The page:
With mobile advertising sweeping the digital marketing space, the option to use a cost per install (CPI) pricing model has become increasingly attractive to many developers. This is similar to a cost per acquisition (CPA) model in that the marketer pays when a new user is acquires, in this case in the form of an install of some piece of software.
This can work well for developers in the mobile space because many applications use a freemium model in which the app itself is free but certain in-app content requires the user to pay. However, this also presents several potential problems for the marketer. In particular, there is usually a three to five day lag between the download and becoming a paying customer; therefore, the marketer could be paying significantly for installs before receiving any revenues. Additionally, focusing solely on installs could mean neglecting user profiles that can determine the likelihood that a user become a paying customer.
To help to address these shortcomings, one can implement a system of optimization pixels. These are indicators tracked by an automated system that can enable marketers to optimize a CPI campaign more efficiently without having to get complex data from the developers.
For example, an optimization pixel may be when the user completes a significant action that indicates a high likelihood of becoming a paying customer. In the case of free-to-play game, this could be finishing the second level. The idea is that player who complete the second level are more likely to keep playing and thus more likely to make in-game purchases. This extracts all of the users who simply download the game without playing it, or those who play the first level but quickly lose interest.
In the case of apps that take a relatively long time to monetize, multiple pixels can be implemented. This can be used to generate detailed profiles of the types of users who will likely become paying customers.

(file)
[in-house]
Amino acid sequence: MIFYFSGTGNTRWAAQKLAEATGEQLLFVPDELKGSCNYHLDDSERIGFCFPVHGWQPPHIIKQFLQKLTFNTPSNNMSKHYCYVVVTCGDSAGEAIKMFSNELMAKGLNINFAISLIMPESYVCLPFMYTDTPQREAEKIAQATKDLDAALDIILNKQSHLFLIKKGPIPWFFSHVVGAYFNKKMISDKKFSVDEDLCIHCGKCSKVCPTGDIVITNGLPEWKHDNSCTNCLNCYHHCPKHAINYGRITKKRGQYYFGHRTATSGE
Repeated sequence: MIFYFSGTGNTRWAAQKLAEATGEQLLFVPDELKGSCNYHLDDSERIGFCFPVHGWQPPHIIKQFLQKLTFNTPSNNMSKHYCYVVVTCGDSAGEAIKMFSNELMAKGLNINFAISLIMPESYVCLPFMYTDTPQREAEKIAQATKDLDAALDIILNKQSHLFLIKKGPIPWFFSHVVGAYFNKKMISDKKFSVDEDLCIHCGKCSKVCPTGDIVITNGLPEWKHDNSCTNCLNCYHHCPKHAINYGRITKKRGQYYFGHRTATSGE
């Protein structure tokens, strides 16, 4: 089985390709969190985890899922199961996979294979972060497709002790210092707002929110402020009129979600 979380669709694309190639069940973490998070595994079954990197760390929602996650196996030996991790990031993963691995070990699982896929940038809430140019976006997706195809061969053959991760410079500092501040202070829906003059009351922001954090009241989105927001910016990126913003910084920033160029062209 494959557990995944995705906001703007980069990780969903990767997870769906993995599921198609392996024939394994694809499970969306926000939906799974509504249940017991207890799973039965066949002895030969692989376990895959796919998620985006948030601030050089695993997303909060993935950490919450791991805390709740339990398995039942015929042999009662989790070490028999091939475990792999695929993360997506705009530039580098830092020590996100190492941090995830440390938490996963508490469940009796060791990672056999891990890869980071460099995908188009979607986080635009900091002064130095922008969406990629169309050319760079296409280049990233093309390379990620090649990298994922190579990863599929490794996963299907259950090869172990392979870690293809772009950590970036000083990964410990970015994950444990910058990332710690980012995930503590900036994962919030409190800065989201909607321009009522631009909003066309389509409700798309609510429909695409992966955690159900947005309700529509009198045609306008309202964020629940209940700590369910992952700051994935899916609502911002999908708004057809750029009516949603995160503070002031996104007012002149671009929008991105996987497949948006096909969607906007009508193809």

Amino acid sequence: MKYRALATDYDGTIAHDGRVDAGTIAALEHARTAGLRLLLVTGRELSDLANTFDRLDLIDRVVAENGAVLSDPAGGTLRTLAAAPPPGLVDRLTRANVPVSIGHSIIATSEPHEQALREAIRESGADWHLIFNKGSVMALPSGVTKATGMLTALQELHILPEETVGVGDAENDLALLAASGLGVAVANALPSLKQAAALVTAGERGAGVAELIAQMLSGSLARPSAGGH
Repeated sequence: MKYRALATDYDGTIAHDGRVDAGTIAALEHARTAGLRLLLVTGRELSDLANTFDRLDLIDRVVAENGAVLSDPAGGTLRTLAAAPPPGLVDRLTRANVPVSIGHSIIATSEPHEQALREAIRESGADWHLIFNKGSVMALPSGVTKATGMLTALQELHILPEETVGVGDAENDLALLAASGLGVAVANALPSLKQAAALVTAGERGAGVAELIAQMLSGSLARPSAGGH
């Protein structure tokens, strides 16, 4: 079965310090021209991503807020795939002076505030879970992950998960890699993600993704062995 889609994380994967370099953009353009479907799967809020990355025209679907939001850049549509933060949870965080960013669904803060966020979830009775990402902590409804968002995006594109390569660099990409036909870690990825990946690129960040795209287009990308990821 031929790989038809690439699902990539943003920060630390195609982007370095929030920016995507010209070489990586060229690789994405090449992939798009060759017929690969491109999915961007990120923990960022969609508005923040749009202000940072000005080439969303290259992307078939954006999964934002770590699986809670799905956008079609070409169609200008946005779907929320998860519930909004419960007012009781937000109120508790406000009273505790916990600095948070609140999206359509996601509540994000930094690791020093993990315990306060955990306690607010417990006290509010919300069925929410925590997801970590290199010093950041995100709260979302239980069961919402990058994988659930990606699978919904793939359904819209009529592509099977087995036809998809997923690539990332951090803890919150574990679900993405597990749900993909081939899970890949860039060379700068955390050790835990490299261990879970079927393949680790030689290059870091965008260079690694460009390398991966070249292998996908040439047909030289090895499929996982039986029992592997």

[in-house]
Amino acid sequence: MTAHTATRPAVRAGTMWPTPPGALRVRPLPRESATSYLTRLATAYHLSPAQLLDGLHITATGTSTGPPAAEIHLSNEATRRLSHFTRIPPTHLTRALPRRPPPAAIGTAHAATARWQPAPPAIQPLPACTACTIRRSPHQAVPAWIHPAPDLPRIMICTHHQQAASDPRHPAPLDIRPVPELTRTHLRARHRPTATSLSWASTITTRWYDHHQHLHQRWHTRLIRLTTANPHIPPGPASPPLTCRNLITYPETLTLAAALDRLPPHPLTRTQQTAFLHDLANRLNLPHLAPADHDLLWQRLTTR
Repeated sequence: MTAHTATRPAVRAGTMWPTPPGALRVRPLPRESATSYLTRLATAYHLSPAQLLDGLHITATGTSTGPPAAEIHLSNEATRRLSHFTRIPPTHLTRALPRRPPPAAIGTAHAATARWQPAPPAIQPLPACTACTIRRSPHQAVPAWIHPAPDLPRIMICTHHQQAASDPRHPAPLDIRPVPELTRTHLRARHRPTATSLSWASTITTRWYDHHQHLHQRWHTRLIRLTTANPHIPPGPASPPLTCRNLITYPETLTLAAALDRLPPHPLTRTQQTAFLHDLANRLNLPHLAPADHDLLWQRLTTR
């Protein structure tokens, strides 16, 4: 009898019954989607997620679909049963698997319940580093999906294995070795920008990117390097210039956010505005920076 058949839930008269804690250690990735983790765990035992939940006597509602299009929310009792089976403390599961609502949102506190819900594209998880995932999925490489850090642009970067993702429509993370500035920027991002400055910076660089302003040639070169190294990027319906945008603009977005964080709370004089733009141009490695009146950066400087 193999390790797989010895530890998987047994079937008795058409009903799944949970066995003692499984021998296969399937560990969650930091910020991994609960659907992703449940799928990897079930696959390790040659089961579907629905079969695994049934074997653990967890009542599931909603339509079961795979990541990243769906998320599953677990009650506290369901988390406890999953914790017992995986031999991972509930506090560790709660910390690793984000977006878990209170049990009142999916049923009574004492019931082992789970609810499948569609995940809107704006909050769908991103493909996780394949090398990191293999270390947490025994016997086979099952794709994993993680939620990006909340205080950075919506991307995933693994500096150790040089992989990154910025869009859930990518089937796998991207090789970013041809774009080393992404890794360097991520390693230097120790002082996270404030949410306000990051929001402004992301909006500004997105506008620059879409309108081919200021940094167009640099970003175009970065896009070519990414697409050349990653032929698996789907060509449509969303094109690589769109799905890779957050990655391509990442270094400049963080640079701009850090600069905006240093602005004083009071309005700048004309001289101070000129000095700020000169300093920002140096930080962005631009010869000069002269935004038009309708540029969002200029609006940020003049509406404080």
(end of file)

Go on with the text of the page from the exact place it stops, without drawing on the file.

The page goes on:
The major advantage of these pixels is that they provide an earlier picture of who is likely to monetize. Going back to the earlier example, by focusing on optimizing for the types of players who complete level two, you could hone in your CPI campaign faster and with more agility than if you waited to see who monetized.
Furthermore, these optimization pixels can also be used to track in-app user experience. This data can then be applied to make a more compelling value proposition within the application itself. For example, if you had two optimization pixels, one for completing the tutorial and the other for completing level two, you can identify drop off. Perhaps you notice that the users who take more than two minutes to complete the tutorial are less likely to reach the second optimization pixel. Or perhaps you realize that non-English speaking players are less likely to become customers because all of your calls to action are in English.
One powerful thing about optimization pixels is that they can be easily implemented into the existing tracking of a CPI campaign. By using them, you can improve how quickly you collect data in order to optimize your advertisements. This is invaluable when you are trying to drive significant sales within a short time period or simply trying to remain agile.